Indiana Trial Courts

Gov. names judge to new Miami Superior Court

December 2, 2008
IL Staff
Miami Superior Judge Daniel C. Banina has been appointed by Gov. Mitch Daniels as judge of the newly created Miami Superior Court II. Judge Banina will become judge of the new court Jan. 1.
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Investiture for St. Joseph judge Friday

December 1, 2008
IL Staff
Recently appointed St. Joseph Superior Judge Margot F. Reagan will officially take the bench Dec. 5 with a 4 p.m. robing ceremony in the Superior Court courtroom in the St. Joseph County Courthouse.
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Commission wants judge suspended now

November 24, 2008
Michael Hoskins
The Indiana Judicial Qualifications Commission agrees with a three-masters panel that a Marion Superior judge should be removed from the bench but wants him immediately suspended while the Indiana Supreme Court considers his final punishment.
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Study to examine trial court reform

November 24, 2008
IL Staff
The Indiana Supreme Court's Division of State Court Administration is working with the Indiana University Center for Urban Policy and Environment to study ways to make the state's trial courts more equitable and efficient.
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Court sanctions Allen County judge

November 21, 2008
Michael Hoskins
The Indiana Supreme Court has suspended Allen Superior Judge Kenneth R. Scheibenberger for three days without pay as part of an agreement to resolve a judicial misconduct action.
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Ukrainian judges observe Indiana legal system

November 21, 2008
IL Staff
Five Ukrainian judges have been in central Indiana this week examining the U.S. judicial system.
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Masters call for Marion Superior judge's removal

November 7, 2008
Michael Hoskins
A three-judge panel is recommending that a Marion Superior judge be removed from the bench for judicial misconduct.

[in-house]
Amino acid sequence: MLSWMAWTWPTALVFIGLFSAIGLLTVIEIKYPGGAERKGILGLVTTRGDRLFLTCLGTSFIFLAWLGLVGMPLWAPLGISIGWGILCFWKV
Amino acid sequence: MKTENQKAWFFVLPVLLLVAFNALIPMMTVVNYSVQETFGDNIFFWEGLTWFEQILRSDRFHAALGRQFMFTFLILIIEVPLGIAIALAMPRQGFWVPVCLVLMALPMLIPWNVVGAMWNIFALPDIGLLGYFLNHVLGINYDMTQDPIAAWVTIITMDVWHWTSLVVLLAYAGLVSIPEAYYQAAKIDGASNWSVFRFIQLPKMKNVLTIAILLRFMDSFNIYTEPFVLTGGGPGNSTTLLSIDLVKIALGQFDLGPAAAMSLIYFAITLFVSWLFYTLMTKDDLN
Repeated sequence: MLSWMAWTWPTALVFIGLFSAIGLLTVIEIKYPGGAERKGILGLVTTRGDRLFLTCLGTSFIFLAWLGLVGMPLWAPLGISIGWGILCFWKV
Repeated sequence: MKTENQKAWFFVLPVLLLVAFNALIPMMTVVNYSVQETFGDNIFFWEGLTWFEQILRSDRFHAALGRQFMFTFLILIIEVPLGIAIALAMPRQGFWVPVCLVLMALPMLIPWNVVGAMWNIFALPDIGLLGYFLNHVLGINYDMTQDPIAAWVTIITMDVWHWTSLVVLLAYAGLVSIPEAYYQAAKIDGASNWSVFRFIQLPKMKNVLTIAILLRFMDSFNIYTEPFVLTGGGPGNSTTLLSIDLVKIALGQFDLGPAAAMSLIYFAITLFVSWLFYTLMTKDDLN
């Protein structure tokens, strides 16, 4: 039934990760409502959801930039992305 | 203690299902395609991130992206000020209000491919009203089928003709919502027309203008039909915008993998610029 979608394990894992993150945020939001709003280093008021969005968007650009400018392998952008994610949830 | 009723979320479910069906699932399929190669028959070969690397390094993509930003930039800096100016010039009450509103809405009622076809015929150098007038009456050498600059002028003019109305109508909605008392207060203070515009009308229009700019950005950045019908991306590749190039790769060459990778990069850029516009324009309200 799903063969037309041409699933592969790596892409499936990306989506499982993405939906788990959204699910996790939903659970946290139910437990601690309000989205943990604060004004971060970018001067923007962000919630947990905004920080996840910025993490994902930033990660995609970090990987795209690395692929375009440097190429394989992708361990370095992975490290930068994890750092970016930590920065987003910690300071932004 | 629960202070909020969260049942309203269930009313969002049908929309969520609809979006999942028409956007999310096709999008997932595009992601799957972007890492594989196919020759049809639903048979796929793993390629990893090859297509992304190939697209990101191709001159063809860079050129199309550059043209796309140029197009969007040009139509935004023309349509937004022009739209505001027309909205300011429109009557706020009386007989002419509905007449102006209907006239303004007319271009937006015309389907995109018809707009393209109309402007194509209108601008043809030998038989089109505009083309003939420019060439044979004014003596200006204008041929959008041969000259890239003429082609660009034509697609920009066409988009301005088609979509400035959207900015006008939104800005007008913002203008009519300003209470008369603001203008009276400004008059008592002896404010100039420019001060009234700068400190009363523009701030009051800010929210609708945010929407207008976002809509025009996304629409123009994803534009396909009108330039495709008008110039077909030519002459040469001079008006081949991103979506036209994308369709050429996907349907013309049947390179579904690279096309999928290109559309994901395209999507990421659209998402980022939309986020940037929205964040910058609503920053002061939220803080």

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Appeals filed in challenged mail-in ballot ruling

November 3, 2008
Jennifer Nelson
The plaintiffs in a Marion County suit involving how challenged mail-in absentee ballots are counted have filed a verified appellate Rule 56(a) motion for the Indiana Supreme Court to accept jurisdiction over their appeal.
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Absentee ballots challenged in Marion County

October 31, 2008
Jennifer Nelson
Republicans in Indiana are challenging early votes again, only this time Marion County absentee ballots are being questioned.
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Senior judge accused of misconduct

October 29, 2008
Jennifer Nelson
The Indiana Commission on Judicial Qualifications has filed five charges against a senior judge and former LaPorte Superior Court judge, alleging he violated ethics rules while serving as an elected judge.
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New St. Joseph Superior judge appointed

October 24, 2008
IL Staff
Gov. Mitch Daniels has appointed South Bend attorney Margot Fisher Reagan to St. Joseph Superior Court to replace the retired Judge William T. Means.
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Special judge invalidates local impact fee

October 21, 2008
Michael Hoskins
In the first court decision of its kind in Indiana, a special judge has invalidated Zionsville's parks impact fee because it violates state statute.
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St. Joseph Bar releases judicial evaluation

October 16, 2008
IL Staff
St. Joseph County Bar Association members have evaluated the five St. Joseph Superior judges up for retention this year - Judges Roland W. Chamblee Jr., David C. Chapleau, Jerome Frese, Jenny Pitts Manier, John M. Marnocha, Jane Woodward Miller, and Michael P. Scopelitis. All of the judges received a combined average score of either average/acceptable or above average.
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Court consolidates Lake County voter cases

October 15, 2008
Jennifer Nelson
The Indiana Supreme Court has stepped in to settle conflicting rulings from two Lake County courts regarding early-voting sites in East Chicago, Gary, and Hammond, deciding that consolidating the cases to proceed in Lake Superior Court is the "most orderly approach."
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Russian lawyers in Indy to learn legal system

October 13, 2008
IL Staff
Five Russian lawyers currently are visiting Indianapolis to learn about United States' legal issues and legal system.
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Former commissioner testifies against judge

October 7, 2008
Michael Hoskins
A former Marion County commissioner took the stand against the judge she once worked for, hinting at a pattern of disorganization in his courtroom. However, she took most of the blame for an almost two-year delay in releasing a man who had been cleared of rape charges.